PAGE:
When was the last time you acquired something unusual for your collection?

Readers Ask: Noncollector’s purchase includes genuine California fractional gold
By , Coin World
Published : 11/24/16
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Readers Ask column from Dec. 12, 2016, weekly issue of Coin World:

I bought this octagonal gold piece from someone who had traveled to California and obtained it along with a number of other similar pieces. The other pieces were in holders identifying the contents as souvenir California gold. I took the 1871-dated piece to a local dealer who electronically tested it and determined it was genuine gold. I was offered $50 for it. I’m trying to find out any history behind the piece.

Chris Harlamert  /  Address withheld

I sent photographs of the 1871 gold 25-cent piece off to professional numismatists Ron Gillio and Doug Winter, who count California small-denomination gold coins (also called fractional gold coins) among their areas of numismatic specialization. Gillio is co-author with the late Walter Breen of California Pioneer Fractional Gold.

It appears your piece is the BG-765 variety of fractional gold quarter dollar as cataloged in the Breen-Gillio reference. The piece measures 9.6 millimeters in diameter and weighs 0.24 gram.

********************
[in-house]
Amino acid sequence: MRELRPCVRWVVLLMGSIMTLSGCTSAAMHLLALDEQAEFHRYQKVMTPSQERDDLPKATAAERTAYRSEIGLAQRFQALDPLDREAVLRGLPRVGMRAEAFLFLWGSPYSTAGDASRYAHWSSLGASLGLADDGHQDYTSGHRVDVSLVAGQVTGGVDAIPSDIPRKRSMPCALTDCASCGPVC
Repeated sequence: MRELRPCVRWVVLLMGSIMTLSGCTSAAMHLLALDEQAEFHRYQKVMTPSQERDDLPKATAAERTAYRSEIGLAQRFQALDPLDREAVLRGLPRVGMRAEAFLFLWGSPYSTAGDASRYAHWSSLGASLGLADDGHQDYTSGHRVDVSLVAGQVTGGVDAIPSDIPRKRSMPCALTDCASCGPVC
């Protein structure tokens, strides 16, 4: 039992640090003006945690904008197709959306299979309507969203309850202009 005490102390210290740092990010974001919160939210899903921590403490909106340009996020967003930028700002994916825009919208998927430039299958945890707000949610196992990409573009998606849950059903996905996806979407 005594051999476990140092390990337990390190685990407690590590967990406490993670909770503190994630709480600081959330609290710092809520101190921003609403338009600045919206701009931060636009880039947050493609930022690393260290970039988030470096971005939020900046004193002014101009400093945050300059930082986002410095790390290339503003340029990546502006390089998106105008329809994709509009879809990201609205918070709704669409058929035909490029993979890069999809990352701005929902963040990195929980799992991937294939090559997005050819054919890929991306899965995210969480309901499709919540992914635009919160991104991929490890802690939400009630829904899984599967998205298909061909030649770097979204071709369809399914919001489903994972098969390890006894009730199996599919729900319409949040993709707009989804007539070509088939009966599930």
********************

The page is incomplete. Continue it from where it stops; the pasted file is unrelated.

San Francisco jewelers Robert B. Gray & Co. struck octagonal California fractional gold quarter dollars between the period 1858 through 1871. Gray’s quarter dollars appear with the letter G in the field between the date and portrait on the obverse. Your piece matches the BG-765 attribution.

In late 1858 or 1859, Gray purchased the business of another San Francisco jeweler and fractional gold coin producer, Antoine Louis Nouzillet, including all of his dies, hubs and punches. After making trial strikes and restrikes from Nouizillet’s old dies to assess their continued use, Gray made new obverse dies bearing his hallmark G.

Gray introduced his date obverses and undated stock reverses in 1870. According to Breen-Gillio, except for a few instances, Gray’s pieces “are the heaviest and more intrinsically valuable of the Period Two issues, some of his quarters even outweighing most from Period I [1852-1857].”

Your piece is in Very Fine to Extremely Fine condition, with obverse scratches. Its retail value is about $100, according to Gillio and Winter.

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